They say Le Mans is won and lost depending on how much time a car spends in the pits. That places special demands on the consumables of each racing car in the field.
Originally, tyres were changed at every fuel stop but it became apparent that a competitive advantage could be gained by tyres being used for more than one stint.
In last year’s 24-hour race, some competitors were able to use the same set of tyres for four successive 90-mile stints, even in the intense heat of the afternoon when the rubber runs at its hottest temperatures.
Spending less time in the pits than its rivals contributed to the Dunlop-shod Jota team winning the LMP2 category. Remarkably, this occurred in tandem with very little drop-off in performance: Dunlop’s engineers calculated that the lap average for fourth stints on the same tyres was 0.17sec slower than the average for stints when the rubber was fresher.
“The nature of the Le Mans circuit is completely special,” says Matthew Rees, service engineer for Dunlop Motorsport with responsibility for the G-Drive Racing team’s Ligier-Nissan.
“It has a multitude of track surfaces, from the permanent race track to the public road section. You also have to take into account factors such as race debris, oil and deposits dropped from normal road cars on the public road section. In all, the demands on the tyres are fairly high.”
At the start of the World Endurance Championship season each tyre manufacturer has to submit its compounds to the rule makers at the ACO.
“At the moment Dunlop has the soft, the medium and the medium plus, in addition to intermediates and wets for inclement weather,” says Rees. “A range of teams will be using the three variants across the whole of the Le Mans 24 Hours.”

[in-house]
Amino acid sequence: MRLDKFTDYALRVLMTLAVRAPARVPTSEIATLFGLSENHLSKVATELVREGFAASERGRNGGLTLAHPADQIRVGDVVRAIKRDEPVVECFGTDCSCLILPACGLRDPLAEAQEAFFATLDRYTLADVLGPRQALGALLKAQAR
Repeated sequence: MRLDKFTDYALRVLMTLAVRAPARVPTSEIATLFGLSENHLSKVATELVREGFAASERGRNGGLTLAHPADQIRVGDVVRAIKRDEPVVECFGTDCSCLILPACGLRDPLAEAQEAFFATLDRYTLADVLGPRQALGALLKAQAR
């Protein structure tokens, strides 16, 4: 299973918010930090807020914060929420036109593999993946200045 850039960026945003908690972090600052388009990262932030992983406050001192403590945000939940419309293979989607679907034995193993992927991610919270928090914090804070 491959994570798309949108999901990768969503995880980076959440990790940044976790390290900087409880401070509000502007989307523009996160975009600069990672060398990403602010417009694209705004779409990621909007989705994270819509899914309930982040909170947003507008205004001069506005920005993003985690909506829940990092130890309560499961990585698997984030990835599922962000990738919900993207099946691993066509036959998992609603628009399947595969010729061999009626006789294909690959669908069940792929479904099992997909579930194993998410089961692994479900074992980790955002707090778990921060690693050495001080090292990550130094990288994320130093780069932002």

Each LMP2 car has 16 sets of tyres at its disposal during the race. The performance of Le Mans prototypes can evolve dramatically during the course of the 24 hours. Britain’s Sam Bird, who shares the G-Drive Racing entry with Julien Canal and Roman Rusinov, says the opening stints of the race will be crucial in understanding more about the level of tyre wear.
“We had restricted running in both test days, so we’re actually a little unclear on the exact life the tyre has. We know that it is long, but we don’t know precisely how long,” he explains.
“So at the beginning of the race we will probably do a double-stint and then change tyres so the guys at Dunlop can examine the rubber and give us an exact reading on exactly how far they think our tyre will go while maintaining a good speed.
"After we’ve found that information out, our pitstop strategy for the rest of the race will be more dictated by fuel rather than the tyres.”
There are also some techniques the driver can use to preserve the rubber for as long as possible. Bird says: “We speak about ‘spin time’, which means trying not to overwork the [driven] rear tyres. But because of the long straights at Le Mans, the tyres get to cool down quite a bit on each lap.
“Another thing that we could see from the front tyre during the race is some cold graining, especially between 2am and 7am in the morning.